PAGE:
8) Yes, definitely. Stay tuned for more segments to come.
Just one thought this morning. I have had several conversations with people I felt were committed Christians who believed that in order to get a message to the world, they had to use the world’s methods to communicate the message. In this case, it meant using what some might call “Christian rock music” to entice younger people into church.
I have some reservations about this. I am not sure we can win the world to Christ by becoming like the world. I agree with Naomi, that any music with a strong pounding beat can move people in the wrong ways. Music can be a powerful motivator of people, for good or evil. In our church we use no instruments, and the singing is often beautiful and moving (I help with that by singing very, very quietly, mind you….)
I wonder if today we are all not so used to what passes as music in the 21st Century, that we have forgotten just how beautiful the old music can be. Most young people, and many not so young, have never experienced it.
I’m not saying there is anything wrong with all modern music; but I believe we need to examine all of it, and, as with any other aspect of culture, seek guidence from God to discern what is helpful and uplifting, and what is not.
Just a few random thoughts before going out to weed the tomatos…
I am a classically trained vocalist. Music in church– traditional much more so than “modern” has, in the past, been extremely important and [used to] determine whether or not I’d attend a given church.
Even so, I’ve always understood that what we read, what we sing, what we hear [from TV, movies, etc., as well as music] is what becomes written on our minds and hearts, and, thus care needs to be used.
In the past year, I have become very drawn to Anabaptist faith. Whether it was in one of the other conversations on this site or on the mennonniteusa.org site I can’t remember, but what has stuck with me is that Anabaptist is about living and bringing the kingdom today — something I have had in my heart for many years.
So, now, I see all music, all “entertainment,” all media with a renewed sight.
It is wise to encourage youth to listen with discretion, bringing a better understanding of long term effects.
Had to respond again today on this subject after reading others responses. We keep saying, “modern music” but what we are mainly criticizing is the “words.” Putting Scripture to modern music is a way to get the message into the hearts and minds of young people. Yes, I agree that many of rock and roll, country, even old standards have unacceptable “words and subjects” as their song. However, the many tunes, the music could be attached to many Scripture words.
As for singing a cappella makes you focus on the words, that is not the case for me. As a life long singer I focus on the words because I was taught to enunciate each word (something singers today do not do) and to think about their meaning when singing them. I have never heard or sung Amish hymns so I do not know if that type of singing would make it better.
As for modern verses traditional hymns, we were not born singing Amazing Grace, In the Garden, He Lives or any other hymn. John and Charles Wesley put the “words” of their hymns to bar tunes of the day in order to attract the “sinners” of their day to come hear the gospel preached.
I guess my point to all this rambling is this: Scripture can touch the heart prepared by God to receive it no matter the “music” accompaniment. Evil words can corrupt no matter the “music” accompaniment. The main concern is OUR motive for singing and listening to them. After all, there are many people that come to church for other reasons than worshipping God. My hope is that no matter their motive for coming, they hear the gospel and come to know Christ.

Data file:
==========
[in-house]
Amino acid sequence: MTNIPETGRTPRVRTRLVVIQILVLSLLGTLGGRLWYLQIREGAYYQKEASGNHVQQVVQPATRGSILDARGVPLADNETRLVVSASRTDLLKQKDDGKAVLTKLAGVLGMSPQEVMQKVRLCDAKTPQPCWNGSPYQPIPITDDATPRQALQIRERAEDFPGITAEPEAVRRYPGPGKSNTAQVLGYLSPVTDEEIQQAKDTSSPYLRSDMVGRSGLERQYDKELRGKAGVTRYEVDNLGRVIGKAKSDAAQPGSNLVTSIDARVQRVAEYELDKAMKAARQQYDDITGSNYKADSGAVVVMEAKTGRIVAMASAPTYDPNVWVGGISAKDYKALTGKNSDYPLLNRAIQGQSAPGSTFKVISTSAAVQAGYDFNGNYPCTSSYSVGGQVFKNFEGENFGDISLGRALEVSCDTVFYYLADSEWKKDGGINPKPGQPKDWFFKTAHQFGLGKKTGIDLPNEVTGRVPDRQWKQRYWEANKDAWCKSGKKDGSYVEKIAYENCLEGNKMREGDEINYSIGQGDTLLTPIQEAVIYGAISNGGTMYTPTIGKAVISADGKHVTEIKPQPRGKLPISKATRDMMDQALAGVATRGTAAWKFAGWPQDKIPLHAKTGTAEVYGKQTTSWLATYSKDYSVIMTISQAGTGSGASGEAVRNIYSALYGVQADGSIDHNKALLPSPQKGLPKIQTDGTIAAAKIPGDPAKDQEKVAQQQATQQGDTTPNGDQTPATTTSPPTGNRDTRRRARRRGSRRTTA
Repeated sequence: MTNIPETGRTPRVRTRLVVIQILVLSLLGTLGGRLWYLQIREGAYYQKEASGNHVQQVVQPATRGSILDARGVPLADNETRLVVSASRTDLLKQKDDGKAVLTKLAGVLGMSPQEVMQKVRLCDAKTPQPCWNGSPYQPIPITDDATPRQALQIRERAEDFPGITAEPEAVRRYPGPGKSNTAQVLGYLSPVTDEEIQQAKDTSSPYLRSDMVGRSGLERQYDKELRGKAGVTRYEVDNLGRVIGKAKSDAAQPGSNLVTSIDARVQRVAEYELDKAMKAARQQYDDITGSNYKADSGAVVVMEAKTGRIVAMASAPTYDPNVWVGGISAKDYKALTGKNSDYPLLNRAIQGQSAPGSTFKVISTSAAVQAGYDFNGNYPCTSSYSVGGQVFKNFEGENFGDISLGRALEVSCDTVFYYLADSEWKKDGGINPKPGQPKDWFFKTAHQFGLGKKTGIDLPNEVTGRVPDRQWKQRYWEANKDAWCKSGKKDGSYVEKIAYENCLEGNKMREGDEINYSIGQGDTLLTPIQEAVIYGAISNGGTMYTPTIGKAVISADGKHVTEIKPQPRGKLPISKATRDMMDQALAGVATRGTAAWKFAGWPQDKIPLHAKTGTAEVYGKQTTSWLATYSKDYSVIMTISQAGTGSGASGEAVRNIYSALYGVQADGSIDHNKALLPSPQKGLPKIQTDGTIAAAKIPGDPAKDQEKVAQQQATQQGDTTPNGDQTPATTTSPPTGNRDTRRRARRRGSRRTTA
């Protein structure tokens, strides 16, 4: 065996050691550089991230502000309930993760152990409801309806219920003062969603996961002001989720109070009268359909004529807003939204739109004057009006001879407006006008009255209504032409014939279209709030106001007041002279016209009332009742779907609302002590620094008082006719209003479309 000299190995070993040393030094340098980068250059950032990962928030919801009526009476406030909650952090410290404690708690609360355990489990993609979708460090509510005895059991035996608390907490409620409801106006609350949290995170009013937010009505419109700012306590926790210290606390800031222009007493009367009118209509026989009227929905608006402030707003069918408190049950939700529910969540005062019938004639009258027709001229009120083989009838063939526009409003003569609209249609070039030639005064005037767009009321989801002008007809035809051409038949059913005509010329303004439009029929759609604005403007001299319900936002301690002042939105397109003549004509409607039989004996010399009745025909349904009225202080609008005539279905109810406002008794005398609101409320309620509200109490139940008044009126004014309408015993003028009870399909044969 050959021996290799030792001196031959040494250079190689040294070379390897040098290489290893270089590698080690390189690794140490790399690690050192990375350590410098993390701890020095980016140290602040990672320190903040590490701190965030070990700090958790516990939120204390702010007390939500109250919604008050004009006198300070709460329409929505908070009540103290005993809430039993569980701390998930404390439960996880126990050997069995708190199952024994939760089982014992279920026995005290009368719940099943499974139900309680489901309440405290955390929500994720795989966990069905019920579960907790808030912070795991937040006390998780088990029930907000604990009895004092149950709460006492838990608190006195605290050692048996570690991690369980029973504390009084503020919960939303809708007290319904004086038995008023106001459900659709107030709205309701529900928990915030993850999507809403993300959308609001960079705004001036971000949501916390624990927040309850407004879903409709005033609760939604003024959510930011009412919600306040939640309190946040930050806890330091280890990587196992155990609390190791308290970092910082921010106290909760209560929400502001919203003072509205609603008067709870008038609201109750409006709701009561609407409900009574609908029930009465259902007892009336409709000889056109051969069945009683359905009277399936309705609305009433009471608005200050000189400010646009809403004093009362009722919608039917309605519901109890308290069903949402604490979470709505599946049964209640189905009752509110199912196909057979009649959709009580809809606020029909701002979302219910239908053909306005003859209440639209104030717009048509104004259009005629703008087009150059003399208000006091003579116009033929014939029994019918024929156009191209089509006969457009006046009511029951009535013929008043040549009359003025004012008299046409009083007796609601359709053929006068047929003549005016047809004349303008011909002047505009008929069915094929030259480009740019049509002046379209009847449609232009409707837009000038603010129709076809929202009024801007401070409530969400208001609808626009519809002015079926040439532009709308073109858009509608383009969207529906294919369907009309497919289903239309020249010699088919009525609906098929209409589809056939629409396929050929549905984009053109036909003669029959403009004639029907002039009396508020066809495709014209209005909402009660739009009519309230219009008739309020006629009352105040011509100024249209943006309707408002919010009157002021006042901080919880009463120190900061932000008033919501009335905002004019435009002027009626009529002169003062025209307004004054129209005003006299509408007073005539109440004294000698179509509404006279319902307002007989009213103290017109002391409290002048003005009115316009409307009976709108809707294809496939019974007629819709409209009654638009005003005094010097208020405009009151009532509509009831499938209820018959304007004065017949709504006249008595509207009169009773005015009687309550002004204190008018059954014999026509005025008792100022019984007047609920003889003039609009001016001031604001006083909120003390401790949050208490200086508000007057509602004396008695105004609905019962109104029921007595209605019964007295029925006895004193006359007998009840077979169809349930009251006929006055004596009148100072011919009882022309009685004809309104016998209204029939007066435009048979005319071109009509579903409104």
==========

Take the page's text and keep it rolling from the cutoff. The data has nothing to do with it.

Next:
I’ll stop preaching now. 🙂
Scripture does mention music, making a “joyful noise”, singing, and biblical people used cymbals, harps (various types of accompaniment). Again, and as usual, it’s MANkind who believes they have the ability to interpret, and re-interpret, what God’s true meaning is/was. As far as I know, I’ll never absolutely know—in this lifetime–nor will anyone else His/Her meaning (that is what “life” is for—FINDING one’s way, believing what makes the most sense/heartfelt belief to you, for the good of all…whether you believe in the Bible, Koran,etc.)
If God made the birds to “sing”, their song isn’t merely entertainment for the rest of the animal (or human) world, but as a means of communication among their species. I remember learning at some point in my life (60+) that mankind discovered how to communicate over long distances by drumbeats, wind instruments, etc. Did putting words/singing & music/drumbeats together suddenly become the work of the devil? I guess that’s something we’ll all have to figure out on our individual journey.
Here is an example of a cappella, four-part singing in a Beachy church. It’s interesting to note by listening to the preceding sermons that this is an unfamiliar hymn, and most in the congregation have only sung it once or twice. The singing is in the very beginning of the sermon recording.
Thank you, Naomi.
Is music in a hymnal written down…or are all hymns learned “rote?”
Hymns are read out of a hymnbook. I think in this case it was a song sheet that was passed out.
Sorry, I wasn’t clear. The hymn book does contain standard music notation.
Love reading all the comments and this post. I just wanted to add that it is funny how our taste in music changes. I use to hate the old christian/church music…now when I hear it, it makes me deeply feel that it is angelic. I feel like I can almost see angels singing in heaven and I am filled with such peace 🙂
Music Article Comments
Several years ago, a study looked at teens and what the teens said were their fvorite songs. The researchers learned that when teens listen to music, they pay more attention to the beat/rhythm than the actual words. The teens liked the beat of their favorite songs and were not really aware of what the words were saying.(Which explains why songs with trashy lyrics become popular). Personally, I have always thought that modern music could be divided into the following 1. religious/praise songs; 2. drinking/drunk in a bar and here’s what happened next….. 3. I’m SO in love!!!! 4. Mad at the exgirlfriend,exwife,exhusband/exboyfriend/former manager /5. It’s over